Based on the Mortgage Bankers Association's latest Builder Applications Survey data for June 2018, U.S. mortgage applications for new home purchases decreased 8.8 percent compared to June 2017. Compared to May 2018, applications decreased by 12 percent. This change does not include any adjustment for typical seasonal patterns.
"Applications for new home purchases fell in June, both compared to last year at this time and relative to May, which fits the seasonal pattern. So far this year, new home applications are up 2.5 percent relative to the first 6 months of 2017. Our sense is that builders remain constrained by the tight job market for construction labor and rising input costs, particularly lumber costs," said Mike Fratantoni, MBA Chief Economist and Senior Vice President of Research and Industry Technology.
MBA estimates new single-family home sales were running at a seasonally-adjusted annual rate of 587,000 units in June 2018, based on data from the BAS. The new home sales estimate is derived using mortgage application information from the BAS, as well as assumptions regarding market coverage and other factors.
The seasonally-adjusted estimate for June is a decrease of 6.2 percent from the May pace of 626,000 units. On an unadjusted basis, the MBA estimates that there were 53,000 new home sales in June 2018, a decrease of 11.7 percent from 60,000 new home sales in May.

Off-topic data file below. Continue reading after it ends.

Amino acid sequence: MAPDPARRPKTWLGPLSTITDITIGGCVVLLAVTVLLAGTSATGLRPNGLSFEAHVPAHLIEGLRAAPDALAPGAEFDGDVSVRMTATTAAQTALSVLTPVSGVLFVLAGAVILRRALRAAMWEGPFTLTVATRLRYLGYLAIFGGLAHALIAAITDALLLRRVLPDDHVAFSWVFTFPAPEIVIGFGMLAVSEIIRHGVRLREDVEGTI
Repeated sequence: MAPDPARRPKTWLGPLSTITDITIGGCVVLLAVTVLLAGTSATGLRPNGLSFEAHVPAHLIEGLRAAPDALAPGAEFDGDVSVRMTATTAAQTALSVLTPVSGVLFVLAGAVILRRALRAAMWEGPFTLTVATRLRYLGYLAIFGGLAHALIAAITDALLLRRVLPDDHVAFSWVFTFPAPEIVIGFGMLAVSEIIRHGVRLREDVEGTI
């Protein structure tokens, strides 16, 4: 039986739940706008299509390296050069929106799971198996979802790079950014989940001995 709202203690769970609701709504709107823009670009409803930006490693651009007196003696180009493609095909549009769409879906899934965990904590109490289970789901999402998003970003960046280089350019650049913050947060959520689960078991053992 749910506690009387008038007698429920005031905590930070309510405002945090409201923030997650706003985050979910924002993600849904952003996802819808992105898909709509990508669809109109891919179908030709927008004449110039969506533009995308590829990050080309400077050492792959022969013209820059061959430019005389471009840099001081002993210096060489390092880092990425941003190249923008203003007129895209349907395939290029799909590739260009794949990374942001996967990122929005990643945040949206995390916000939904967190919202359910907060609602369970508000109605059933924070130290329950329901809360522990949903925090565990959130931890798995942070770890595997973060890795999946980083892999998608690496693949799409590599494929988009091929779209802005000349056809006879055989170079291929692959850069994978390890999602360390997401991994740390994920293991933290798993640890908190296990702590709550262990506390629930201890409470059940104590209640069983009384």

By product type, conventional loans composed 71.3 percent of loan applications, FHA loans composed 15.9 percent, RHS/USDA loans composed 1.1 percent and VA loans composed 11.6 percent. The average loan size of new homes decreased from $337,515 in May to $333,033 in June 2018.
A total of 161,875 U.S. properties with a foreclosure filing during the first quarter of 2019, down 23 percent from the previous quarter and down 15 percent from a year ago to the lowest level since Q1 2008.
According to the latest National Association of Home Builders/Wells Fargo Housing Market Index, U.S. builder confidence in the market for newly-built single-family homes held steady at 62 in March 2019.
According to the U.S. Department of Housing and Urban Development, sales of newly built, single-family homes in the U.S. fell to a seasonally adjusted annual rate of 544,000 units in October 2018, after an upwardly revised September report.